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Popular Content

Showing content with the highest reputation since 06/17/2018 in all areas

  1. 2 points
    Not a 文言 expert at all, but perhaps a greater range of expressive particles (哉/兮/乎) and fewer 也 would sound better to me - it's a little bit too declarative. Nice use of 九天. I think you definitely need some kind of parallelism for line 4/5. I spot a 裏, which strikes me as distinctly non-文言 濠 is better than 壕 for "moat". 其杜賊之嫉 not sure about this line; I actually wasn't aware of 杜絕 as a modern Mandarin verb. But my main issue is that I actually don't think this is the sentiment that Shakespeare is expressing. 賊 I've always thought of as thief, but not "lesser countries"; do you have a source for that? I'm wracking my brain for what the 五書 calls them. In any case, I appreciate you're going for a prose translation, and maybe my appreciation of drama in Classical Chinese is extremely poor (the traditions of East Asia and Greco-Romano-Europe are very distinct in their evolution of the music/verse/drama relationship), but I feel like this is begging for some kind of constrained writing that can respect the very strong rhythm of the original English.
  2. 2 points
    Don't forget 三点钟 is also an option. Not rare or antique.
  3. 2 points
    These 2 articles by Grace Yang in the China Law Blog may be helpful reading before signing a contract: China Expat Employment Contracts: The 101 (February 2018) https://www.chinalawblog.com/2018/02/china-expat-employment-contracts-the-101.html China Expat Employment Contracts Because They Matter. A Lot. (June 2018) https://www.chinalawblog.com/2018/06/china-expat-employment-contracts-because-they-matter-a-lot.html
  4. 2 points
    Quick google brings up online viewing. http://tv.cntv.cn/videoset/C10642 You need Flash, though.
  5. 1 point
    I thought I'd go for a different feel: This royal throne of kings, this sceptred isle, This earth of majesty, this seat of Mars, This other Eden, demi-paradise, This fortress built by Nature for herself Against infection and the hand of war, This happy breed of men, this little world, This precious stone set in the silver sea, Which serves it in the office of a wall Or as a moat defensive to a house, Against the envy of less happier lands,-- This blessed plot, this earth, this realm, this England. 王位瑞島 大地熒座 異園半神 社自造堡 避疫亂而作 小域有樂人 寶鑲於銀海 海事域為壁 或像宅之洫 貪國征所衛 福土哉地域哉 英國之所在 I'm aware that this is complete doggerel.
  6. 1 point
    Since 澄 and 清 both mean "clear or transparent" and 澄清 is a verb, the basic meaning is the same no matter how it is pronounced, which is "to make it clear; to remove other substances". However, when it is used in different contexts, the pronunciation also changes. When it is chéng qīng, it means "to clarify the truth or to clear the air in order to prevent misunderstanding". When it is dèng qīng, it means "to purify or to remove unneeded substances." Alright as you may have noticed, the former is usually used for abstract concepts like an incidence, a misunderstanding or a situation. While the latter is usually used for things that physically exist, and this is not a frequently-encountered usage.
  7. 1 point
    Hi everyone, Got four questions that I wondered if anyone had a good answer to, all about 家. The first is: why is 家 the measure word for shops / restaurants etc? Is it simply because they were traditionally family run? Or is it more because 家 implies somewhere where there are a number of people in a building together? The second is: why is 家 not the measure word for things like schools or museums? Is it because, as I suggested above, this classified is for things that were traditionally family run? The third is: am I right in think that you would normally use 家 for supermarkets but 个 for markets? If so, why do you think that is? Does there need to be some sort of building present for us to be able to use 家? The fourth is: when it's just on its own - so without 庭 or 人 being added to it - would you say its basic meaning is more "home" or "family"? It's an interesting word, so I would be very interested in learning more. Christa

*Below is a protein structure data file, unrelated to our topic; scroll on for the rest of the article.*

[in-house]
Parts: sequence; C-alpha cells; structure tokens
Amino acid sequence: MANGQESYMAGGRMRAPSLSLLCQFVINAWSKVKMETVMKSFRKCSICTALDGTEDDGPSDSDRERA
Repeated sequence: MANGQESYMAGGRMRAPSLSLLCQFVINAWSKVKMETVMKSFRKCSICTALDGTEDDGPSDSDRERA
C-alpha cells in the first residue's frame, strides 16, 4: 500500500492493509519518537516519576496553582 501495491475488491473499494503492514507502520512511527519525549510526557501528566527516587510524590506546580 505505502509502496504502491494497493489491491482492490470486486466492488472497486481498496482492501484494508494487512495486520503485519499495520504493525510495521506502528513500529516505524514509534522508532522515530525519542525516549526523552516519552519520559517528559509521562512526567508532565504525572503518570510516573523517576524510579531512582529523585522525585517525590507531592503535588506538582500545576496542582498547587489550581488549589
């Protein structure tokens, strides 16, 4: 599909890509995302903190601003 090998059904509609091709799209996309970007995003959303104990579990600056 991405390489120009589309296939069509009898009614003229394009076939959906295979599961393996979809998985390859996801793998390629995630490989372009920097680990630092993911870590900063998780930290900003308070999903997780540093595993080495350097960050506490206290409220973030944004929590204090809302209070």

8. 1 point
    I don´t know if this is too much to ask for, but I´m looking for daily international news, with simplified subtitles. Does this thing exist anywhere? I am looking specifically for subtitles and not a transcript, as I find the subtitles more engaging. Something interesting I have found is 《华人世界》 https://www.youtube.com/watch?v=UNjUhlryWK0&t=1099s it has daily episodes I believe on CCTV, it's news about Chinese people over the world. It has subtitles. This is the closest I've found to what I am looking for, but still not exactly what I am looking for, I am not looking for news about China/Chinese people. Anyone has found anything like this? Is this a lost case?
  9. 1 point
    For your fourth question, I suggest this short documentary. Not because it will answer your question directly, but because it will make it even more complicated 😁
  10. 1 point
    The website: http://www.unmultimedia.org/radio/chinese/ has an extensive archive of thousands of news articles and magazines in Chinese (as well as all other UN languages). Each article includes a word for word transcript and audio read by different reporters. Many of the magazine articles are 10 minutes and over of dialogue along with accurate transcripts. It's all free and extremely beneficial to students in the intermediate-advanced levels!
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